Social Saving of the Panama Canal
AbstractAt the time when the Panama Canal was handed over to Panama, most people believed that the Canal was of little material worth to the United States.ï¿½ However, what was the value of this canal to the United States in the 1920s?ï¿½ We estimate the social savings generated by the Panama Canal for the United States in 1924 in order to assess the contribution it made to the social welfare of the United States.ï¿½ We estimate the direct social savings that resulted from lower shipping costs for both international and coastwise trade.ï¿½ Additionally, we estimate the benefits from two sources of indirect social savings.ï¿½ The first was generated as a result of the expansion of the feasible market area, due to reduced transport costs.ï¿½ The second source of indirect social savings is what we refer to as the pro-competitive effect of the competition between the water shipping via the Panama Canal and shipping via the transcontinental railroad.ï¿½ We argue that this competition resulted in lower freight rates for all railroad traffic due to the way in which the Interstate Commerce Commission regulated railroad freight rates.ï¿½ Estimates of total social saving range from 0.58 percent of GNP to 1.97 percent of GNP in 1924.ï¿½ Even the lower estimate of social saving is a value that is one quarter larger than the total cost of acquiring the land and constructing the Panama Canal.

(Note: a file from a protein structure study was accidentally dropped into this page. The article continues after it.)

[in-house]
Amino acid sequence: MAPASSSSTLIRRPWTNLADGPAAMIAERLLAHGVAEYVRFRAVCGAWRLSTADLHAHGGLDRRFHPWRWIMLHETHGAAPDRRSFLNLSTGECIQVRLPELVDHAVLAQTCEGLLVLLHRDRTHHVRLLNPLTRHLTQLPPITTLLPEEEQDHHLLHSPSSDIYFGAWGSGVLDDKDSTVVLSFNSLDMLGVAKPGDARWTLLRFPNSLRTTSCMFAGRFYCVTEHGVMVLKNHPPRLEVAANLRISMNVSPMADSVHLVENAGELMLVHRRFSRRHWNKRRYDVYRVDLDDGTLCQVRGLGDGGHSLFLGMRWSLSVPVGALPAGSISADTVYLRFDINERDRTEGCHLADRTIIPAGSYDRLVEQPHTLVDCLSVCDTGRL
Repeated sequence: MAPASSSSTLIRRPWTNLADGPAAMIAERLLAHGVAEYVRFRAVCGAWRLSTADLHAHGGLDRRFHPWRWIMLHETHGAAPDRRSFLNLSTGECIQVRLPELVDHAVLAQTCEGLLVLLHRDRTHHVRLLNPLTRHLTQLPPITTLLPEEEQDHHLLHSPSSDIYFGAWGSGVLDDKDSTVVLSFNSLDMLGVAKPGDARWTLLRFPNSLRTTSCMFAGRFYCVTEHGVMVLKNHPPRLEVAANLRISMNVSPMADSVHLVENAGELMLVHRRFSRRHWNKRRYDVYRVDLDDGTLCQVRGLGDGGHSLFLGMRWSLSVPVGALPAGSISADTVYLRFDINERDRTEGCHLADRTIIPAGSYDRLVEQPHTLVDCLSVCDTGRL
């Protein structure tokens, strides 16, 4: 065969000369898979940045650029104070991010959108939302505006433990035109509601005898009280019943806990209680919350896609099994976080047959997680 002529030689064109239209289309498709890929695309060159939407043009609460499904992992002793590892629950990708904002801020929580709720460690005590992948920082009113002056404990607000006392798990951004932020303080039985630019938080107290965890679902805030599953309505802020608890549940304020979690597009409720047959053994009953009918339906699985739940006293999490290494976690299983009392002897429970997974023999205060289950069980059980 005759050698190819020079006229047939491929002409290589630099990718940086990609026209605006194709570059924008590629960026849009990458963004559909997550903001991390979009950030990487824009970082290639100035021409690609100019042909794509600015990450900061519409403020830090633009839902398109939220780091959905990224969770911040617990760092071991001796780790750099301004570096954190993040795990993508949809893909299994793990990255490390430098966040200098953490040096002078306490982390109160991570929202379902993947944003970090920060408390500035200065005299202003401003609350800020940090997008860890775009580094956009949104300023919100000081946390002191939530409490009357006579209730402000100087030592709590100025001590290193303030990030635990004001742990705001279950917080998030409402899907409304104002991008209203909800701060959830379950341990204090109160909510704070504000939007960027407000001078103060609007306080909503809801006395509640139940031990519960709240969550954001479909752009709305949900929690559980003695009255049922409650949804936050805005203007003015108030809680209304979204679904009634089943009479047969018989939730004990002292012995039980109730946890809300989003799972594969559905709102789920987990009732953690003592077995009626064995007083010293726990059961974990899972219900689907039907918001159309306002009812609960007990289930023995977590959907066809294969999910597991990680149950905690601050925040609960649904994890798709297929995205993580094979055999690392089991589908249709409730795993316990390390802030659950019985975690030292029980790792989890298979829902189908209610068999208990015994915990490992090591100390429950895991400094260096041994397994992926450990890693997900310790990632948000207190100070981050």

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Bibliographic InfoPaper provided by Vanderbilt University Department of Economics in its series Vanderbilt University Department of Economics Working Papers with number 0423.
Date of creation: Dec 2004
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Canals; social saving; transport costs;
Find related papers by JEL classification:
- N72 - Economic History - - Economic History: Transport, International and Domestic Trade, Energy, and Other Services - - - U.S.; Canada: 1913-
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- Ransom, Roger L, 1970. "Social Returns from Public Transport Investment: A Case Study of the Ohio Canal," Journal of Political Economy, University of Chicago Press, vol. 78(5), pages 1041-60, Sept.-Oct.
- Alan Martina, 2007. "A Class of Poverty Traps: A Theory and Empirical Tests," ANU Working Papers in Economics and Econometrics 2007-482, Australian National University, College of Business and Economics, School of Economics.
- Alan Martina, 2009. "On the Constrained Contribution of Advances in Medical Knowledge to the Economic Growth of Developing Countries," ANU Working Papers in Economics and Econometrics 2009-504, Australian National University, College of Business and Economics, School of Economics.
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